If you already have a solid understanding of word embeddings and are well into your data science career, skip ahead to the next part!

Human language is unreasonably effective at describing how we relate to the world. With a few, short words, we can convey many ideas and actions with little ambiguity. Well, mostly.

Because we’re capable of seeing and describing so much complexity, a lot of structure is implicitly encoded into our language. It is no easy task for a computer (or a human, for that matter) to learn natural language, for it entails understanding how we humans observe the world, if not understanding how to observe the world.

For the most part, computers can’t understand natural language. Our programs are still line-by-line instructions telling a computer what to do — they often miss nuance and context. How can you explain sarcasm to a machine?

There’s good news though. There’s been some important breakthroughs in natural language processing (NLP), the domain where researchers try to teach computers human language.

Famously, in 2013 Google researchers (Mikolov 2013) found a method that enabled a computer to learn relations between words such as:


This method, called word embeddings, has a lot of promise; it might even be able to reveal hidden structure in the world we see. Consider one relation it discovered:

president-powerprime minister

Admittedly, this might be one of those specious relations.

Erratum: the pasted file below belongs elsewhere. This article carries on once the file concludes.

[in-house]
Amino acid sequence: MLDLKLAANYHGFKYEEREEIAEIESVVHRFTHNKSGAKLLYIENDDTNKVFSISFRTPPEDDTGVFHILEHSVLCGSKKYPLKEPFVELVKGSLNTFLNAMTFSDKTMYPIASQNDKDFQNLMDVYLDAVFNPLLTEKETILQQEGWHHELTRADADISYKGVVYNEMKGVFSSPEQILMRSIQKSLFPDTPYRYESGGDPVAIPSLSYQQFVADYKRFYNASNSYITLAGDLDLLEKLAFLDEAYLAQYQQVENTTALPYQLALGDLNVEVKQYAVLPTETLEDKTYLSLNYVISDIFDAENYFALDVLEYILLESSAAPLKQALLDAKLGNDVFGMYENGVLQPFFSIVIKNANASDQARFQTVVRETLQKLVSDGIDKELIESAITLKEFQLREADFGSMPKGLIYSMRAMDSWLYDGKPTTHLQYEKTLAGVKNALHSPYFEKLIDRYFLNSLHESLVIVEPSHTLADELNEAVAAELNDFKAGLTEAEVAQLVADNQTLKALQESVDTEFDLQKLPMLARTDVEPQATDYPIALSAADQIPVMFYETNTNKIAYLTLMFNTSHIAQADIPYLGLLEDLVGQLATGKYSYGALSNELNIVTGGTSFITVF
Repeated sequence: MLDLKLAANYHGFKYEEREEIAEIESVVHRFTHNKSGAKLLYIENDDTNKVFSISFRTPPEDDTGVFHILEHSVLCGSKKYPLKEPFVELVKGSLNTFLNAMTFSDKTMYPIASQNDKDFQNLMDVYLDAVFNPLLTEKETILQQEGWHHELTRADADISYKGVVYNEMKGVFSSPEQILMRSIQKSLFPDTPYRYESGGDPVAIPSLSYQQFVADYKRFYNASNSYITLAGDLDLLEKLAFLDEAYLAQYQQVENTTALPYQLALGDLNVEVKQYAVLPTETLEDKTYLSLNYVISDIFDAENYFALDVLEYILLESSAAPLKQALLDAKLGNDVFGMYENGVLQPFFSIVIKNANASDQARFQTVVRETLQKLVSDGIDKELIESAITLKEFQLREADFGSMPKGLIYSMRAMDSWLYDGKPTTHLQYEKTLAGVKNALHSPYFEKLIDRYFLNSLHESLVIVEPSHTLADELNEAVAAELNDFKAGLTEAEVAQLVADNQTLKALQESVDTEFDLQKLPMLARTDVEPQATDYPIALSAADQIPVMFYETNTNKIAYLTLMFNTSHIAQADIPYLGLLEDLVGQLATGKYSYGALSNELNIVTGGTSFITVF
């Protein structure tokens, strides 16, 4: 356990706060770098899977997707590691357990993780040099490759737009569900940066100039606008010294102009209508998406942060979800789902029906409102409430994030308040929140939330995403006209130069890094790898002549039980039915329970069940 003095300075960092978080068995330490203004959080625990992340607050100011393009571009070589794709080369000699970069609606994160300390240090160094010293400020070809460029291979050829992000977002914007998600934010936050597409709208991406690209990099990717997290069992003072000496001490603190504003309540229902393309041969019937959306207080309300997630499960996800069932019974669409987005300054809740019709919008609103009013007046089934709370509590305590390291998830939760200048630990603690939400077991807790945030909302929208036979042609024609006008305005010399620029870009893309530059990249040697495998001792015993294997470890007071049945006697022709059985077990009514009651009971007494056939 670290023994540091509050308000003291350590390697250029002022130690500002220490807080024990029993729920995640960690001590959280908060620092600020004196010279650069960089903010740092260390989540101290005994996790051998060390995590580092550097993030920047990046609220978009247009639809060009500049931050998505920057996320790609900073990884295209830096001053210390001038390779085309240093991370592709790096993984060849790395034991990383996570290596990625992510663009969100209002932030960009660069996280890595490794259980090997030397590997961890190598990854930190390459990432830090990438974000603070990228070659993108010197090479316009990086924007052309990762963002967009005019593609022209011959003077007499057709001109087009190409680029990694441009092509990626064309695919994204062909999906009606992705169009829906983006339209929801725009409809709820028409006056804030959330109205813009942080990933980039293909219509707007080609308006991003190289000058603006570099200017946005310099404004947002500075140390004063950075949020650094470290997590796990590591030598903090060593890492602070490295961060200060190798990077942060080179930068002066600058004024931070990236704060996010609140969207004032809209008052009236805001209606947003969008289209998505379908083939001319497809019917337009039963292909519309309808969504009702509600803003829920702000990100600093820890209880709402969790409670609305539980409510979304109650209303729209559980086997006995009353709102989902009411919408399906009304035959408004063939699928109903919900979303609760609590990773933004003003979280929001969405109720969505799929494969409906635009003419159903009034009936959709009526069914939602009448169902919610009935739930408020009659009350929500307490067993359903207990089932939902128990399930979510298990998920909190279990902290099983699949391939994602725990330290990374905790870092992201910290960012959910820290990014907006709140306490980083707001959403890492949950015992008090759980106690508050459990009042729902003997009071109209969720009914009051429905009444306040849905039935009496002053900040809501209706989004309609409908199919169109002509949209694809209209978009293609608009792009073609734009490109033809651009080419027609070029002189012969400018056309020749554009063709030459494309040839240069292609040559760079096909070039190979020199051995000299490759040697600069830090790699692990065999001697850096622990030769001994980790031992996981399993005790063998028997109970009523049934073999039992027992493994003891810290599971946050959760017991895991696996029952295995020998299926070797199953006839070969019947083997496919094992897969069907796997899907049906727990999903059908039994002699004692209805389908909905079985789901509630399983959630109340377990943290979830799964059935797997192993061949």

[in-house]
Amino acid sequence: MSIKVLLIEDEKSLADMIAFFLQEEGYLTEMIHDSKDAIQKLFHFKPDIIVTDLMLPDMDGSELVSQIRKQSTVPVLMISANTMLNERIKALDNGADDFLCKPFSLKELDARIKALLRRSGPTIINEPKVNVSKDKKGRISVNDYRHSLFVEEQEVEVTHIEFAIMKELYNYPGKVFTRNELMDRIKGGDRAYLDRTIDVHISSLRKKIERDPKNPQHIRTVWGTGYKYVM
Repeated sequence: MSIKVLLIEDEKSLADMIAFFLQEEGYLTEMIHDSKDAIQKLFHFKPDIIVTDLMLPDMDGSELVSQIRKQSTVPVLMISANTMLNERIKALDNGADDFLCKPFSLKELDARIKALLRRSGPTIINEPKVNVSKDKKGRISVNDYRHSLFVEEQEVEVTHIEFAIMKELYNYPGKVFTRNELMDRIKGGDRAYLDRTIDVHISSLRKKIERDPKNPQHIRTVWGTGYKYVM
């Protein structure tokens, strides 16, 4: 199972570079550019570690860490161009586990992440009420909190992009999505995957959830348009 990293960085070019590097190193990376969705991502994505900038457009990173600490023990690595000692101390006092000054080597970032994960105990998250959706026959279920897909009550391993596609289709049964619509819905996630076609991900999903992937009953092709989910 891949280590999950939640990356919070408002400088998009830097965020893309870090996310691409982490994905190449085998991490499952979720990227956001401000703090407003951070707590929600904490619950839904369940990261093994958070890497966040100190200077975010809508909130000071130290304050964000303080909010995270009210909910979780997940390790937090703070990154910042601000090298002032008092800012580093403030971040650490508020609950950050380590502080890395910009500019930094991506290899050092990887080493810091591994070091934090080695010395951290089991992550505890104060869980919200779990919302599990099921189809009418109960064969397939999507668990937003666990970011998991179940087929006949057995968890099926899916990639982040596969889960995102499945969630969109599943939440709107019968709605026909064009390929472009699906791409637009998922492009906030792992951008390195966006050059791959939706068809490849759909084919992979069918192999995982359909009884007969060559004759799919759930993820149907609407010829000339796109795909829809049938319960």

Joking aside, it’s worth studying word embeddings for at least two reasons. First, there are a lot of applications made possible by word embeddings. Second, we can learn from the way researchers approached the problem of deciphering natural language for machines.

In Part 1 of this article series, let’s take a look at the first of these reasons.

Uses of Word Embeddings

There’s no obvious way to usefully compare two words unless we already know what they mean. The goal of word-embedding algorithms is, therefore, to embed words with meaning based on their similarity or relationship with other words.

In practice, words are embedded into a real vector space, which comes with notions of distance and angle. We hope that these notions extend to the embedded words in meaningful ways, quantifying relations or similarity between different words. And empirically, they actually do!

For example, the Google algorithm I mentioned above discovered certain nouns are singular/plural or have gender (Mikolov 2013abc):


They also found a country-capital relationship:


And as further evidence that a word’s meaning can be implied from its relationships with other words, they actually found that the learned structure for one language often correlated to that of another language, perhaps suggesting the possibility for machine translation through word embeddings (Mikolov 2013c):


They released their C code as the word2vec package, and soon after, others adapted the algorithm for more programming languages. Notably, for gensim (Python) and deeplearning4j (Java).

Today, many companies and data scientists have found different ways to incorporate word2vec into their businesses and research. Spotify uses it to help provide music recommendation. Stitch Fix uses it to recommend clothing. Google is thought to use word2vec in RankBrain as part of their search algorithm.